Two Ways To Reformat Your Chromebook: Powerwash & Full Recovery

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Two Ways To Reformat Your Chromebook: Powerwash & Full Recovery

One of the primary selling features of a Chromebook is its stateless drive, which provides security and stability – but what are your options if anything goes wrong? You have two choices.

While you won’t experience anything like Windows’ famed ‘Blue Screen of Death,’ it’s not quite true that Chromebooks are completely hacker-proof. If you use Developer Mode, you will deactivate the device’s built-in Verified Boot, and a kernel may get compromised without your awareness. If you use another Linux operating system, a corrupt file or harmful malware may infect your computer.

In reality, nothing needs to go wrong for you to desire to reformat your computer. If you used ChrUbuntu to load another Linux operating system, you can only re-partition the devices using one of these two techniques. Similarly, if you want to sell your system, be certain that all traces of your personal information, documents, and passwords have been fully deleted. Perhaps you followed our recommendations on how to attempt alternative release channels and your gadget is now inoperable?

Whatever the source, the problem is resolvable. What are your alternatives? Let’s take a closer look.

Remember that both of these techniques will erase any locally stored data, so make sure you back up anything vital. All cloud-based data, including applications and files in Google Drive, will sync with your smartphone automatically.

1. Powerwash

Powerwashing your Chromebook is the easiest and quickest recovery method. The procedure is similar to a device reset in that it deletes all locally stored user data on the stateful partition but does not install a new version of the Chromebook’s operating system. This is in contrast to recovering a Windows installation, which always results in the installation of a new version of the operating system.

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All related Google Accounts will be deleted, as well as stored data, saved networks, and owner account rights. If you installed Linux via the Crouton technique, this will uninstall it.

There are two methods for Powerwashing your device: one via a user profile and one before logging in. We’ll go through both of them step by step.

Method 1:

The first way involves creating a user account. This is the strategy you are more likely to use, while both are as effective.

1. Enter your ‘Settings’ menu through the status area

2. Click on ‘Show Advanced Settings’

3. Find the Powerwash section, and click on ‘Powerwash’

4. You will see a new dialogue box appear. Click Restart

Method 2:

This approach allows you to Powerwash a Chromebook while not logged in. It might be beneficial if you have lost your password or purchased a used system where the previous owner did not remove their personal data before selling.

1. Turn on the device and wait for the sign-in screen to appear. Please do not log in.

2. Press Ctrl+Alt+Shift+R

3. A prominent onscreen warning will be shown. To begin the procedure, click ‘Restart.’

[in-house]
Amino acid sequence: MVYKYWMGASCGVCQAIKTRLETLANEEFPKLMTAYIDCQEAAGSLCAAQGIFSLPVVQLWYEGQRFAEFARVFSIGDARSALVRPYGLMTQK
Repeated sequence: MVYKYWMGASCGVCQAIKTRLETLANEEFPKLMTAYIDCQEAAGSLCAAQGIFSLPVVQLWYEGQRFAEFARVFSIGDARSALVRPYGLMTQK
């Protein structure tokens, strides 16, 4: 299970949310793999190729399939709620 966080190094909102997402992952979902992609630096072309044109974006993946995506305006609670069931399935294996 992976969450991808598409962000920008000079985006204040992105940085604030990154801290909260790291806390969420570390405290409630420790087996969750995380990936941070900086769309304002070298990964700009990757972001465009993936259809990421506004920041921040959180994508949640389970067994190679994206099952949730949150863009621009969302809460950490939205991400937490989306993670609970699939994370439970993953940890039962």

Note: If you Powerwash your computer while using a managed Chrome device, you will be unable to re-enrol your machine. Rather, follow Google’s instructions for wiping device data and re-enrolling the device.

2. Full Recovery

This is the most time-consuming of the two methods, but it is also the most comprehensive. This is the procedure to take if you are experiencing trouble upgrading your Chromebook or if it completely stops operating.

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A complete recovery on your Chromebook will not only remove any locally stored data, but it will also install a totally new version of the Chrome operating system. This is also the only way to restore your hard disk to its factory settings, therefore if you installed Linux using ChrUbuntu, this is the best technique to use.

Before you begin, attempt a ‘hard reset’ on your Chromebook to see if it fixes your issue. On recent devices, just press Power+Refresh; on older models, you may need to use a pin to hit the reset button. Your disk will not be re-partitioned if you do a hard reset.

To undertake a full recovery, follow these steps:

  1. Reformat a USB stick or SD card with a minimum capacity of 4 GB.
  2. To build the recovery disk on your Chromebook, enter chrome:/imageburner into the URL bar and follow the onscreen instructions.
  3. By hitting Esc+Refresh+Power, you may enter recovery mode.
  4. Insert the USB stick or SD card that you used to build the recovery disk.
  5. Following the on-screen steps, your device will install a new version of Chrome OS.
  6. When prompted, remove the recovery drive.

It’s also feasible to build a recovery disk from a Windows, Apple, or Linux computer. Google’s website has thorough instructions.

Getting a Fresh Start

Things going wrong is a sad fact of contemporary technology. Whether it’s due to a human mistake or a program flaw, there will always be a time when you need to reset something and begin over.

Chromebooks are undoubtedly the greatest laptops on the market for being error and virus free, but if anything does go wrong, you can rest certain that Google has you covered and the journey back to functioning is quick and painless.

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For additional information, see our basic Chromebook overview. Remember that you may use your Chromebook’s terminal to alter settings, launch the task manager, and more.

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